Published 12:00 am Wednesday, June 12, 2013

Volunteers at Rowan’s Faithful Friends Animal Sanctuary named the wobbling puppy Wyatt because it means “Little Warrior.”

And they’re trying to find this happy little warrior a home.

A 4-month-old, purebred pit bull pup, Wyatt was born with a neurological disorder that gives him a unique, tumbling run.

Wyatt came to Faithful Friends four weeks ago, when his owner surrendered him to the nonprofit organization. When he was born, his mother, sensing that something wasn’t quite right with the clumsy puppy, tried to kill him on multiple occasions.

A Faithful Friends volunteer brought the case to the sanctuary managers.

Assistant Manager Andrea Gemayel said she wasn’t sure they could take the pup, at first. At the time, the sanctuary was full and had never had a special needs dog.

“But that night none of us slept,” Gemayel said.

Management met the next morning and reached a unanimous decision: they would take the then-unnamed puppy. At first, Faithful Friends considered keeping Wyatt and making him its mascot, but they realized he needed full-time love and care.

Gemayel knew she and everyone at Faithful Friends had to do everything in their power to find Wyatt the family and care he needed.

“A kennel is no place for a dog like that,” Gemayel said.

Veterinarians were unable to name the disorder that affects Wyatt, only determining that it is neurological in nature. The disorder means that Wyatt has little to no control over his neck and is shaky on his feet. He frequently bumps his head on the hard kennel walls and floor — and has a bald spot on top of his head to prove it. Faithful Friends is trying to find a helmet for him to wear in the kennel to protect him from more serious injuries.

Despite his hardship, Wyatt is a happy, curious dog who loves to be loved. And when Wyatt gets excited he runs in long, looping circles.

“His tail is always wagging,” Gemayel said.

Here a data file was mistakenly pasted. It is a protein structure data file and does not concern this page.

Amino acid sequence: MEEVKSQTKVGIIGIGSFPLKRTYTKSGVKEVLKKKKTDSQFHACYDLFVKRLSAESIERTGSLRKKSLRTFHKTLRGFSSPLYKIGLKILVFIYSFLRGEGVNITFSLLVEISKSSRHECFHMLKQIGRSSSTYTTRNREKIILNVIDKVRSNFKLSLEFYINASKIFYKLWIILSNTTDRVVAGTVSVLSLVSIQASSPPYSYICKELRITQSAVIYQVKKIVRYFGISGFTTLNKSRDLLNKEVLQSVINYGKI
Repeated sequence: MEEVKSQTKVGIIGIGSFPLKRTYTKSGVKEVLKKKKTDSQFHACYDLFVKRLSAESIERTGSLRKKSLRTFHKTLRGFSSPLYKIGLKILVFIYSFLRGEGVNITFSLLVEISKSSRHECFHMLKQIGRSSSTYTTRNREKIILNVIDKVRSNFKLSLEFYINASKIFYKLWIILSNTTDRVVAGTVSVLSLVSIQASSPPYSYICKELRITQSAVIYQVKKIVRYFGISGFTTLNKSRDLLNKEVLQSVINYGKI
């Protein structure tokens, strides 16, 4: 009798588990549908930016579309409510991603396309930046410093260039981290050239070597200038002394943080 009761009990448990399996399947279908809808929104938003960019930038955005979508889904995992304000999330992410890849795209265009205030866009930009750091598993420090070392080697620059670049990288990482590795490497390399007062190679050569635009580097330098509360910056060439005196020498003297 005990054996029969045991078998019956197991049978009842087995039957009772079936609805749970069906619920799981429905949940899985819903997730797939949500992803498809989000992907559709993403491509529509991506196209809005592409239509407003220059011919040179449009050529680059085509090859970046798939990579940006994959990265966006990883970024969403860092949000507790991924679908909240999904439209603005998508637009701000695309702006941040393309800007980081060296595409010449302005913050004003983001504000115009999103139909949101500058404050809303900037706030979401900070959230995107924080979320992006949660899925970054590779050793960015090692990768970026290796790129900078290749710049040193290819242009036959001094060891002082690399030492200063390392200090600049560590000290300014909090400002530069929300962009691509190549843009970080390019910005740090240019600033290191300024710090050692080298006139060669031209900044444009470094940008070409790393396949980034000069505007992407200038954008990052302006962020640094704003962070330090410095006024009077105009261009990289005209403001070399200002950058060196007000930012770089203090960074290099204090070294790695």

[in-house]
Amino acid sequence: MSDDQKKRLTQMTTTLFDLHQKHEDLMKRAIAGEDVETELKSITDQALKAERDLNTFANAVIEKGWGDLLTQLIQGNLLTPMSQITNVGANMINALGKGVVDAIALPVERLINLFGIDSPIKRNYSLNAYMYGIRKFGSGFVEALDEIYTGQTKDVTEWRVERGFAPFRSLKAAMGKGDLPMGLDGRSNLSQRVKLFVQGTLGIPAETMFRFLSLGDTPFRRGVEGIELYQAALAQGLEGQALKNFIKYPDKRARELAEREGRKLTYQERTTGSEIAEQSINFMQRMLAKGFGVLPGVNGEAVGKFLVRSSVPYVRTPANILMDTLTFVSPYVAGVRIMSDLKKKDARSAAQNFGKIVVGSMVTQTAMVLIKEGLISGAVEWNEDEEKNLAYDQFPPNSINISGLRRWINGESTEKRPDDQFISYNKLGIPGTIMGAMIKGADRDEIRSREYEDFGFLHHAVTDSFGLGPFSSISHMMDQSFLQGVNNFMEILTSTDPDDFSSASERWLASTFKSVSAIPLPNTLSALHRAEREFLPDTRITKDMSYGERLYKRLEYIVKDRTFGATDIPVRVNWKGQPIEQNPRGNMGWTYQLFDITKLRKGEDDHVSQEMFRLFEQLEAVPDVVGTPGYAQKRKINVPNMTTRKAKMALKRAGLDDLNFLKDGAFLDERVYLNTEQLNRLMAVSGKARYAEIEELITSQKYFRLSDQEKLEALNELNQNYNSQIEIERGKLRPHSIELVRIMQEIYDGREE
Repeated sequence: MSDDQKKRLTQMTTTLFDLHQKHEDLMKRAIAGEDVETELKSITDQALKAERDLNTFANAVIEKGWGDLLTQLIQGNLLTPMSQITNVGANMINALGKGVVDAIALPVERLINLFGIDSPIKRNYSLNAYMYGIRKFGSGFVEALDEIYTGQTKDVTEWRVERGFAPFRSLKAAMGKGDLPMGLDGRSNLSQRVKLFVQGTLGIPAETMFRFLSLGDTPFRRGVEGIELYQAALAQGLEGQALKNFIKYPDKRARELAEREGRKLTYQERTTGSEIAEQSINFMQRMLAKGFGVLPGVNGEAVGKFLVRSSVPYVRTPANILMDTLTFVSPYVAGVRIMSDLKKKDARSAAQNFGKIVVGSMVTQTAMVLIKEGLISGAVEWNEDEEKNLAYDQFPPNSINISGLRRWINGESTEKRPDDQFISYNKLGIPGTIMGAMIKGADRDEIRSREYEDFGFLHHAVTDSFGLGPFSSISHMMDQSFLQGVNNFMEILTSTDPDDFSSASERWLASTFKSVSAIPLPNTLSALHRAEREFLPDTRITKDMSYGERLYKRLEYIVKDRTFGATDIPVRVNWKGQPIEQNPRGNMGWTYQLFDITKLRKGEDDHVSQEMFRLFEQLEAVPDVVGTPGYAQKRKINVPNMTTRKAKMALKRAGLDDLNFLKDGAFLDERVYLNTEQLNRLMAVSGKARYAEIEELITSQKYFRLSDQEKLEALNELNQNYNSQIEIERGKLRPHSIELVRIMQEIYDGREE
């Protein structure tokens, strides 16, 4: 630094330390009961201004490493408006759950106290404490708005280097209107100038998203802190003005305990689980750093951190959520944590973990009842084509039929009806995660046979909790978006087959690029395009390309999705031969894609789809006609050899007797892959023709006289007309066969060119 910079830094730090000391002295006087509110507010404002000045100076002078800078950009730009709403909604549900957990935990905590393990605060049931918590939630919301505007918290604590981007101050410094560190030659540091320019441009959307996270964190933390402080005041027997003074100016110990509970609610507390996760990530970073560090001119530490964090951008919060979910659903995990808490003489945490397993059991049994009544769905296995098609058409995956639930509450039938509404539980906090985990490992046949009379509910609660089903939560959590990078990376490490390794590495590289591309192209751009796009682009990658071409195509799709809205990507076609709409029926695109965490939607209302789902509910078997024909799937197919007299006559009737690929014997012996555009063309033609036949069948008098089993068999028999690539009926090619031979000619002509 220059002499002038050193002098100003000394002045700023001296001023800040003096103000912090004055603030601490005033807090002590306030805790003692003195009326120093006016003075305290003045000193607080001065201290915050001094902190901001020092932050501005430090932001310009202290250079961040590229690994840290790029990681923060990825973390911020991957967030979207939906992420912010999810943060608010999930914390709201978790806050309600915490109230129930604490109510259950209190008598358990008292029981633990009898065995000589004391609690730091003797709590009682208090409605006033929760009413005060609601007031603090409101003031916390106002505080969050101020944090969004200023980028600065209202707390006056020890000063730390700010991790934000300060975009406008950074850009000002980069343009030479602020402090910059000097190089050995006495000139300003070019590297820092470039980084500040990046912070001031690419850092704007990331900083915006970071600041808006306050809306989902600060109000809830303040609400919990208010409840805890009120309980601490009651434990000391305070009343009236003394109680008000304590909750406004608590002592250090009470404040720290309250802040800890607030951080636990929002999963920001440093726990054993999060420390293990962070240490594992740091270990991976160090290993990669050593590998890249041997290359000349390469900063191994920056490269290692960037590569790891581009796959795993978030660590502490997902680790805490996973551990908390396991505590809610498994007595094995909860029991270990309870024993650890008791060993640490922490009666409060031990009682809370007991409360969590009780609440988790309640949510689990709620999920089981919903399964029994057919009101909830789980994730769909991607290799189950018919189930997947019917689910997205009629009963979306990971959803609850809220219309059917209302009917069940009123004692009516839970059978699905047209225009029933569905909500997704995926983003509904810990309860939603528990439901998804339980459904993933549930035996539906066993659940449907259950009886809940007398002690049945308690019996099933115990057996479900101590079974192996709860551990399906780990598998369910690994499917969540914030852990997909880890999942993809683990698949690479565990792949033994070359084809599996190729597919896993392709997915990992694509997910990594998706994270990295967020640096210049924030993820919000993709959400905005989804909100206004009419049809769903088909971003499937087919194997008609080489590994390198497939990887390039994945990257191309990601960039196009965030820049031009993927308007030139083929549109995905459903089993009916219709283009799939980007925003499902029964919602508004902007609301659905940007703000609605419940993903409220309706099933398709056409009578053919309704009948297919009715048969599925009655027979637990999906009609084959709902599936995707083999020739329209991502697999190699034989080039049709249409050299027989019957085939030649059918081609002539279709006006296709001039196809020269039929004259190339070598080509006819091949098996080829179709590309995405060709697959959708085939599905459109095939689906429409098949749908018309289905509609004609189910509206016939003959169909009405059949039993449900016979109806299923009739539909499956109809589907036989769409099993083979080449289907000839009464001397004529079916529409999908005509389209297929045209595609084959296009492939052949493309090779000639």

Gemayel also said that Wyatt is learning to adapt and to adjust to his disability. When he was brought in, she said, he just let his head loll. Since then he has learned some control, and has gained confidence on his feet and in playing with other dogs. Other than the fact that he can’t walk in a straight line, Gemayel said there’s nothing wrong with him.

The sanctuary is currently looking for a family for Wyatt. He needs some extra attention and care, so a family that can devote a large portion of time is ideal.

Faithful Friends has an involved application process for adopting out animals. They check to make sure the pet and would-be owner get along, and then check the health and treatment of all any past or present pets the owner may have.

They require all adopted pets to be spayed or neutered by the time they reach six months old, a process that is covered by the adoption fee.

Gemayel said that since opening in March 2011, Faithful Friends has found homes for nearly 500 animals.

Anyone interested in Wyatt, or any other pets, should contact Faithful Friends at 704-633-1722.

Faithful Friends is a no-kill organization, so Wyatt will remain there until he is able to find a loving family. Gemayel said she believes that somewhere, there is a family waiting for Wyatt.

Rebecca Rider is a Catawba College senior and summer intern at the Salisbury Post.